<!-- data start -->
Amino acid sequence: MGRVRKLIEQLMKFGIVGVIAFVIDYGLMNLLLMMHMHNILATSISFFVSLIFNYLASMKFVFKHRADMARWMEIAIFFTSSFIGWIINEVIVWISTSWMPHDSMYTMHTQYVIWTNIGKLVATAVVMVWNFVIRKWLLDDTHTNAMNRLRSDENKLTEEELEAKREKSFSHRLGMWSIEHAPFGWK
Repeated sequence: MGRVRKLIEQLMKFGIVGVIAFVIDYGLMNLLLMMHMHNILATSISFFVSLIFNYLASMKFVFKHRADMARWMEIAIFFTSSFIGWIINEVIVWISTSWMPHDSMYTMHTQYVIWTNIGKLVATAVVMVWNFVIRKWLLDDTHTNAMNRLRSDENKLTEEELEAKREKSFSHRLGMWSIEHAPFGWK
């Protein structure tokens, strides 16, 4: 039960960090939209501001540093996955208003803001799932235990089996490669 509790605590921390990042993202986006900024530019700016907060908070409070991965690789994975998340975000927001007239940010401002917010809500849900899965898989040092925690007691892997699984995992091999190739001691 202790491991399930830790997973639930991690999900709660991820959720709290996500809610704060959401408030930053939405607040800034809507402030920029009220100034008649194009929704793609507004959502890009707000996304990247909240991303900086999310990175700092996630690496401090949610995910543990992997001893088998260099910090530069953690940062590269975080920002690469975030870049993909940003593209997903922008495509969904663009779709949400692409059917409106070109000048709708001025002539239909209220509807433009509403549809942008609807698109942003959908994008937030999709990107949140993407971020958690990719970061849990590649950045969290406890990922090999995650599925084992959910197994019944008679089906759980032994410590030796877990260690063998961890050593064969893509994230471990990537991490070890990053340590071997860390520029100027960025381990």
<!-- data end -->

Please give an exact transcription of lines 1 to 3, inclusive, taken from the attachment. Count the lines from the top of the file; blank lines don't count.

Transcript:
Amino acid sequence: MGRVRKLIEQLMKFGIVGVIAFVIDYGLMNLLLMMHMHNILATSISFFVSLIFNYLASMKFVFKHRADMARWMEIAIFFTSSFIGWIINEVIVWISTSWMPHDSMYTMHTQYVIWTNIGKLVATAVVMVWNFVIRKWLLDDTHTNAMNRLRSDENKLTEEELEAKREKSFSHRLGMWSIEHAPFGWK
Repeated sequence: MGRVRKLIEQLMKFGIVGVIAFVIDYGLMNLLLMMHMHNILATSISFFVSLIFNYLASMKFVFKHRADMARWMEIAIFFTSSFIGWIINEVIVWISTSWMPHDSMYTMHTQYVIWTNIGKLVATAVVMVWNFVIRKWLLDDTHTNAMNRLRSDENKLTEEELEAKREKSFSHRLGMWSIEHAPFGWK
């Protein structure tokens, strides 16, 4: 039960960090939209501001540093996955208003803001799932235990089996490669 509790605590921390990042993202986006900024530019700016907060908070409070991965690789994975998340975000927001007239940010401002917010809500849900899965898989040092925690007691892997699984995992091999190739001691 202790491991399930830790997973639930991690999900709660991820959720709290996500809610704060959401408030930053939405607040800034809507402030920029009220100034008649194009929704793609507004959502890009707000996304990247909240991303900086999310990175700092996630690496401090949610995910543990992997001893088998260099910090530069953690940062590269975080920002690469975030870049993909940003593209997903922008495509969904663009779709949400692409059917409106070109000048709708001025002539239909209220509807433009509403549809942008609807698109942003959908994008937030999709990107949140993407971020958690990719970061849990590649950045969290406890990922090999995650599925084992959910197994019944008679089906759980032994410590030796877990260690063998961890050593064969893509994230471990990537991490070890990053340590071997860390520029100027960025381990």